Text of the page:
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Hitkarini Sabha, Jabalpur Vs. the Corporation of the City of Jabalpur and ors. - Court Judgment

LegalCrystal Citation
SubjectProperty
CourtSupreme Court of India
Decided On
Case NumberCivil Appeal Nos. 702 and 703 of 1967
Judge
Reported inAIR1972SC2017; 1972MPLJ1077(SC); (1972)2SCC325; [1973]1SCR403; 1973(5)LC68(SC)
ActsIndian Contract Act - Sections 29; Land Acquisition Act, 1894 - Sections 18(1) and 106
AppellantHitkarini Sabha, Jabalpur
RespondentThe Corporation of the City of Jabalpur and ors.
Cases ReferredRaja Vyrigherla Marayana Gajapatiraju v. The Revenue Divisional Officer Vizagapatam
Excerpt:
- interpretation of statutes. circular; [a.r. lakshmanan & v.s. sirpurkar, jj] central excise duty - a beneficial circular has to be applied retrospectively while oppressive circular has to be applied prospectively. when the circular is against the assessee, they have right to claim enforcement of the same prospectively - 104 that where the land to be valued possesses some unusual or unique features as regards its position or its potentialities the court determining the market value will have to ascertain as best as it can from the materials before it what a willing vendor might reasonably expect to obtain from a willing purchaser for the land in that particular position and with those particular potentialities. 10. in the result the appeals fail and are dismissed......it should be deemed to be from year to year or whether it should be on terms contained in the leasedeed, the high court held that the tenancy continued on the terms contained in the lease deed. the high court then proceeded to say :-the lease deed in this case was executed on 31-8-1940 and was for a period of thirty years. it was, therefore to remain in force for 15 years more after the date of acquisition. there is a renewal clause which has been already quoted above. the lessee is entitled for renewal 'on such terms and conditions as may be agreed to between the parties'. it appears to us that the clause is uncertain and vague and does not form a valid contract for renewal of the lease. normally in a covenant for renewal there is an express agreement that the lease would be.....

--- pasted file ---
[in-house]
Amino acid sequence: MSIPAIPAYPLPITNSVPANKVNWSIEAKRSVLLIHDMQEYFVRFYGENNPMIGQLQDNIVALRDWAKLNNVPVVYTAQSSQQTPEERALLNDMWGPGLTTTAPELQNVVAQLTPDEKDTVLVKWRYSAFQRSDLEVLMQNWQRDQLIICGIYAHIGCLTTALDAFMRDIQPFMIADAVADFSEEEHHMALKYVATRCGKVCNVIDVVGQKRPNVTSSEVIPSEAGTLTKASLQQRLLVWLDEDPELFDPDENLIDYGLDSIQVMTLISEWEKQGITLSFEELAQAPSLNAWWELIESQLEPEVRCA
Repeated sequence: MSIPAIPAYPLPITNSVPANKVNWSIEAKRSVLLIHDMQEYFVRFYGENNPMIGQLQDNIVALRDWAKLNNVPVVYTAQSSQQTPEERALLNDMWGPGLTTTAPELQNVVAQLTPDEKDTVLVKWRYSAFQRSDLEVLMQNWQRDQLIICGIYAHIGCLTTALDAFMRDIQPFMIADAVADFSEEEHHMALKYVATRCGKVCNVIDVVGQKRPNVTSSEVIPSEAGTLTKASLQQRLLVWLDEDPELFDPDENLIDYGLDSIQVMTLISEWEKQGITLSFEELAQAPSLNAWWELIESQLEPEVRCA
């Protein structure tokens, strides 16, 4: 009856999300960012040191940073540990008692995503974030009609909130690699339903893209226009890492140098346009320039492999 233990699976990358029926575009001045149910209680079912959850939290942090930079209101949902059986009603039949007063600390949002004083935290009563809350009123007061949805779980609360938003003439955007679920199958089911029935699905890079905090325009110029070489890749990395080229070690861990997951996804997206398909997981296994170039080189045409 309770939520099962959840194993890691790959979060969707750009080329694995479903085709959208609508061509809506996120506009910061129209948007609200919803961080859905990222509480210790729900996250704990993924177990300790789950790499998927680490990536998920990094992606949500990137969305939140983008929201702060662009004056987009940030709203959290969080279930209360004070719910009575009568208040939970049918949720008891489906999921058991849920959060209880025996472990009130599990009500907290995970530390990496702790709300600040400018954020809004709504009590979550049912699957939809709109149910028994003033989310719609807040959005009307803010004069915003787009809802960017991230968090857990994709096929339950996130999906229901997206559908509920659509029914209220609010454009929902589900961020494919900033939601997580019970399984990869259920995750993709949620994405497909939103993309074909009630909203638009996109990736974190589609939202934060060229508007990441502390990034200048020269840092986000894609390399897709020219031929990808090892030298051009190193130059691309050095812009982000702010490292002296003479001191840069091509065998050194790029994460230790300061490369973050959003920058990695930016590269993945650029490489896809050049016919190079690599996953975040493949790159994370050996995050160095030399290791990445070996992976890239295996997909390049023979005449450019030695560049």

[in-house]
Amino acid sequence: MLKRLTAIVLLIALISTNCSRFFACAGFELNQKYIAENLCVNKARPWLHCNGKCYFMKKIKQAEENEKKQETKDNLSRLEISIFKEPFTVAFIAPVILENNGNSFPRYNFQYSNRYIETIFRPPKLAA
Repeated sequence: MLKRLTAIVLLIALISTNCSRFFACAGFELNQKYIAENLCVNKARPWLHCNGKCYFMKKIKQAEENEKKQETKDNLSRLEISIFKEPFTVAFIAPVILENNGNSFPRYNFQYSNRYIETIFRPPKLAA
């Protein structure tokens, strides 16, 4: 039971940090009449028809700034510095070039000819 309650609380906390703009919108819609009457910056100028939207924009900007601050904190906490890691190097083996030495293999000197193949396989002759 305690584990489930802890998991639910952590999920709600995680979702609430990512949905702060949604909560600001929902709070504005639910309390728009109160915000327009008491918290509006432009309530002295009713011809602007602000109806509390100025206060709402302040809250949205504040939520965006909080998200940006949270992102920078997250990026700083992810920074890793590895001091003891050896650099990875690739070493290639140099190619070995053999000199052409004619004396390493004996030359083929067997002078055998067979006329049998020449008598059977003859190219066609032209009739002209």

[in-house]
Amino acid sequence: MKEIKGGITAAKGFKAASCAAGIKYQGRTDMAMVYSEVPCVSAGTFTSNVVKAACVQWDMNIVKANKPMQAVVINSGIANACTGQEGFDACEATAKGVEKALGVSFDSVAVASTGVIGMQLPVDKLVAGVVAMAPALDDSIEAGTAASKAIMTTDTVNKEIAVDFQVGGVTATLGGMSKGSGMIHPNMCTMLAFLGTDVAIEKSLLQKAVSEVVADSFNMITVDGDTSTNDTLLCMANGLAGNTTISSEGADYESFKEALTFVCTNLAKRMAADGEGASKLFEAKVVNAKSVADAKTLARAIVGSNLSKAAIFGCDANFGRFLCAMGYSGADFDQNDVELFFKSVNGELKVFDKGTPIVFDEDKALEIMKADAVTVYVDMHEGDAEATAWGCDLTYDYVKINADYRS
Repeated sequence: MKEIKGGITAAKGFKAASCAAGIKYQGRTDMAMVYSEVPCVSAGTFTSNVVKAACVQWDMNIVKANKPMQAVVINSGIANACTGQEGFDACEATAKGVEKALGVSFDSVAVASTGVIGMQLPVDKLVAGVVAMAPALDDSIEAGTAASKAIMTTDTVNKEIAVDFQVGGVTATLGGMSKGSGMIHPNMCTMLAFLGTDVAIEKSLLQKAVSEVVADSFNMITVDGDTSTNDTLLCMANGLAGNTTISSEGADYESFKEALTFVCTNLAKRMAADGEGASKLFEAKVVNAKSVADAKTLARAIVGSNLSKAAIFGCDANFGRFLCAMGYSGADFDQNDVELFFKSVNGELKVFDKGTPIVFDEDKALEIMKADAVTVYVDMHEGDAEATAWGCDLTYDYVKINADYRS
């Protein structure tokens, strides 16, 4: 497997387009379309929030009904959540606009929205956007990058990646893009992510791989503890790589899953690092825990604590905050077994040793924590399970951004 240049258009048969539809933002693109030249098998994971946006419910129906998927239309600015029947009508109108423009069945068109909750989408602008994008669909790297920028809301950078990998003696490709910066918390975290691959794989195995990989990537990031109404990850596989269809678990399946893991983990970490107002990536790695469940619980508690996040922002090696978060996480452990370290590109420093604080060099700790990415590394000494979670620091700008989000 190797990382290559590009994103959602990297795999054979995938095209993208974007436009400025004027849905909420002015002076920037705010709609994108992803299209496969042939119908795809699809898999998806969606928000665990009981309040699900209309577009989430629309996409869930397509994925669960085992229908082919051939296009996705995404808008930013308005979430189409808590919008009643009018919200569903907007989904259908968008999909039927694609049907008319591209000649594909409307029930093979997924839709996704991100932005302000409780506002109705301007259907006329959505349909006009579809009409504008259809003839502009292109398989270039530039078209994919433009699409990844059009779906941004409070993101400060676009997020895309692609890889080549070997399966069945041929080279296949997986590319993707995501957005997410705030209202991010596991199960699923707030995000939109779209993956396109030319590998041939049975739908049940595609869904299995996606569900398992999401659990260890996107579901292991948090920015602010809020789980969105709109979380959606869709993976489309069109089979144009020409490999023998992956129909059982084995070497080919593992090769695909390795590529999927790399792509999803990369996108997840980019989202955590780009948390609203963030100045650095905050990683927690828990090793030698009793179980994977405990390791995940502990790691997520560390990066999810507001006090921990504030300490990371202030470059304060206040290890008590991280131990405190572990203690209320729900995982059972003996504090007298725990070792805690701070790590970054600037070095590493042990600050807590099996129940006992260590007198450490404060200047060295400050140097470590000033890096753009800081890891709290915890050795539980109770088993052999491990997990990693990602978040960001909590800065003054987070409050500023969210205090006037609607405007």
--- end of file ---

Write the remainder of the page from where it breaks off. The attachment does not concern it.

Judgment:

A.N. Grover, J.

1. These appeals which have been brought by certificates from a common judgment the Madhya Pradesh High Court arise out of certain acquisition proceedings.

2. The facts may be stated. Plots Nos. 670, 671 and 735 situate in Madan Mahal Extension area, Jabalpur were acquired by the State Government under the Land Acquisition Act 1894, hereinafter called the 'Act', for constructing the Home Science College. In the present appeals we are concerned mainly with Plot No. 670. On August 31, 1940, a deed of lease had been executed on behalf of the Municipal. Corporation granting a lease free of premium to the Hitkarini Sabha, Jabalpur, which is the appellant before us. The lease was in respect of 10 Acres of land comprising Plot No. 670 and another strip of land measuring 0.621 Acres as. described in the deed and delineated in the plan annexed thereto. The period of the lease was 30 years and the purpose for which the land was to be used was for locating and running the Hitkarini City Collegge. Amongst other terms and conditions the appellant was to pay a yearly rent of Rs. 5/- for 10 acres and Re. 1/- for the other strip of land besides paying and discharging all rates and taxes etc. The appellant, on the expiry of the lease, was entitled to have the same renewed on such terms and conditions as might be agreed between the parties. The appellant had built a college hostel on the aforesaid land and had also used the attached ground as playground for students.

3. The Collector of Jabalpur, by his award dated July 18, 1955 dealt with the claims filed by the appellant and the Municipal Corporation and after disposing of certain preliminary objections he assessed the compensation for the lands in all the three plots at As. 0/8/- per sq. ft. According to the Collector the appellant was not merely a lessee or tenant-at-will as contended by the Corporation but was a lessee for the term mentioned in the lease-deed dated August 31, 1940, the lease having been made for a specific purpose, i.e. for locating and running a City College. As regards Plot No. 670 the apportionment was made between the appellant and the Corporation.